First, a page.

News / Asia

US Calls North Korean Walkout 'Missed Opportunity'

South Korean Colonel Moon Sang-gyun (l) shakes hands with his North Korean counterpart Ri Son-kwon before their talks at the south side of the truce village of Panmunjom in Paju, north of Seoul, February 9, 2011
South Korean Colonel Moon Sang-gyun (l) shakes hands with his North Korean counterpart Ri Son-kwon before their talks at the south side of the truce village of Panmunjom in Paju, north of Seoul, February 9, 2011
TEXT SIZE - +

The United States Wednesday called North Korea’s walkout of military talks with the South Koreans a "missed opportunity" for improving the political climate in the region. But U.S. officials say the outcome was not necessarily a collapse of dialogue efforts.

The breakdown of the military talks is being noted here with disappointment but not dismay, with State Department officials suggesting it may take multiple meetings to get a meaningful north-south dialogue going.

A two-day meeting of North and South Korean military officers at the Panmunjom border village ended with a North Korean walkout and no agreement on a date for a further meeting.

A South Korean official said the talks, the first of their kind in many months, had collapsed. But briefing reporters here, State Department Spokesman P.J. Crowley suggested it is too soon to declare an end to efforts to repair strained inter-Korean relations.

He said it was a lost chance by Pyongyang to show sincerity by, among other things, taking responsibility for the sinking of the South Korean warship Cheonan last year and the lethal shelling of South Korea’s Yeonpyeong island in November.

"We certainly do believe that North Korea has to take responsibility for its recent actions, whether it’s  the sinking of the Cheonan, the shelling of Yeonpyeong, and then demonstrate that it is going to take affirmative steps to reduce tensions in the Korean Peninsula," said P.J. Crowley. "This was an opportunity to do that, and clearly having North Korea walking out puts it in the category of a missed opportunity."

North Korea had recently made conciliatory gestures toward the Seoul government, giving rise to hopes the military contacts might be a springboard to the resumption of Chinese-sponsored six-party talks to end Pyongyang’s nuclear program.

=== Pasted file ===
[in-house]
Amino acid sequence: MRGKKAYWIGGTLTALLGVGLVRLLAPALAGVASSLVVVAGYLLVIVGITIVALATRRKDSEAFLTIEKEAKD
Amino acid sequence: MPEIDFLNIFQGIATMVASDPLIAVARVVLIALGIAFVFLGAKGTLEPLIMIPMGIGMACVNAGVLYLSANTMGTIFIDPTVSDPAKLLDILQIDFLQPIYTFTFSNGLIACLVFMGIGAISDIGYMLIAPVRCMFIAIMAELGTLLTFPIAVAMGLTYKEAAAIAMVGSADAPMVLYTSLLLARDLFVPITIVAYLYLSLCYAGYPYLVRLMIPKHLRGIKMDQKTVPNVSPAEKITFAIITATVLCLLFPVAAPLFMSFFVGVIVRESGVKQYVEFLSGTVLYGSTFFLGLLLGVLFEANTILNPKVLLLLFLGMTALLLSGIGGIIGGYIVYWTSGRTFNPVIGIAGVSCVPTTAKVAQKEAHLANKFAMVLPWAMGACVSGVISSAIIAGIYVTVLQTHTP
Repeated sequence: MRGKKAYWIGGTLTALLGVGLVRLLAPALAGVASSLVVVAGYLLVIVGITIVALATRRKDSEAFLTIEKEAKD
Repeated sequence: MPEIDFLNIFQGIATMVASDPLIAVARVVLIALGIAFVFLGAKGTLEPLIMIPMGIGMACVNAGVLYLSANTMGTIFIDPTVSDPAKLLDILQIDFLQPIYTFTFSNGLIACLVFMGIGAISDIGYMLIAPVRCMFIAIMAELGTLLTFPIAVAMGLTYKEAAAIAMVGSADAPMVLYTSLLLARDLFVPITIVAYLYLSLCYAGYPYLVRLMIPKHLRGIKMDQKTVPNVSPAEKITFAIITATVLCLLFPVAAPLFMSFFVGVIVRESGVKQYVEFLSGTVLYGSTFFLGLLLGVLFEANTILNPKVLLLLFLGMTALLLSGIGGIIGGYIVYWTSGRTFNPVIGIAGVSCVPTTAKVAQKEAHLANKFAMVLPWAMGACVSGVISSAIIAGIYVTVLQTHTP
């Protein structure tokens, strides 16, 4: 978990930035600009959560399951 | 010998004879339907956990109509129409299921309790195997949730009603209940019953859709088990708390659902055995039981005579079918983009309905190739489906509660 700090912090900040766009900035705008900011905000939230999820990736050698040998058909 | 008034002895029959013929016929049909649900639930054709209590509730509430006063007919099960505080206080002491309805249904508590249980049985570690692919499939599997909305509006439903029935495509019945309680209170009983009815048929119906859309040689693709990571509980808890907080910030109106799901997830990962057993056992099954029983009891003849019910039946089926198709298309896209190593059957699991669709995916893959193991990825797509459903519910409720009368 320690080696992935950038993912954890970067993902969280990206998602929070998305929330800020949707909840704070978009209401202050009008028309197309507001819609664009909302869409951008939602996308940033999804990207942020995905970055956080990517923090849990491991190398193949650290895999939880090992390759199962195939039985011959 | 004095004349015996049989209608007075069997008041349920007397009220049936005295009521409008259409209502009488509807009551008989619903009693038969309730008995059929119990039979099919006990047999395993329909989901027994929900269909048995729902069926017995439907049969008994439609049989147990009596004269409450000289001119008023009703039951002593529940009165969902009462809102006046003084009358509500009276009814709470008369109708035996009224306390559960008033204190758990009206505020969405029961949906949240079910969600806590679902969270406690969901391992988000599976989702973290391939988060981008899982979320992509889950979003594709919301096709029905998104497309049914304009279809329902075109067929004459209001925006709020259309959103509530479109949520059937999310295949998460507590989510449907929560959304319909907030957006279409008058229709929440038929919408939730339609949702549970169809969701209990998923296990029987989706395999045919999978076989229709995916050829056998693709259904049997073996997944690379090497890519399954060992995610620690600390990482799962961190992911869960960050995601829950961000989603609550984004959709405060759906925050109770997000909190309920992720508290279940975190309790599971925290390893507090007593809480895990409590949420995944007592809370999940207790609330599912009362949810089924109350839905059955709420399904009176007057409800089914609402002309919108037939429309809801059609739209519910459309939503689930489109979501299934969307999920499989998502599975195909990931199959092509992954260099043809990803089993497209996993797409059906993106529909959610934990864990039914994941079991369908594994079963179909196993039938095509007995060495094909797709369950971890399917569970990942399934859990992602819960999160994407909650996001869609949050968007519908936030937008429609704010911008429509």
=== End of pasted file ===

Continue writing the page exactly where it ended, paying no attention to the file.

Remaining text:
A senior State Department official who spoke to reporters said U.S. analysts were not surprised by the  outcome in Panmunjom, and that it may require further meetings before, as he put it, "we get this dialogue to where it needs to be"

North Korea was the main issue at State Department talks Wednesday involving Japanese Foreign Ministry Director-General Shinsuke Sugiyama and U.S. officials including Assistant Secretary of State for East Asian and Pacific Affairs and Kurt Campbell, and North Korea envoy Stephen Bosworth.

In Seoul, the U.S. special envoy for North Korean human rights issues Robert King met with South Korean National Security Adviser Chun Yung-Wu and senior legislators.

A South Korean newspaper said North Korea had asked King, at New York meeting last month, for a resumption of U.S. food aid, and had pledged to again allow international monitors to assure its delivery to needy North Koreans.

Asked about the report, Spokesman Crowley said there were no current plans to restart the aid program, suspended two years ago, and that North Korea is aware of U.S. terms for a resumption.

You May Like

Multimedia Relatives of South Korean Ferry Victims Fire at Authorities

46 people are confirmed dead, but some 250 remain trapped inside sunken ferry More

War Legacy Haunts Vietnam, US Relations

$84 million project aims to clean up soil contaminated by Agent Orange More

Wikipedia Proves Useful for Tracking Flu

Technique gave better results than Center for Disease Control (CDC) and Google’s Flu Trends More

This forum has been closed.
Comments
     
There are no comments in this forum. Be first and add one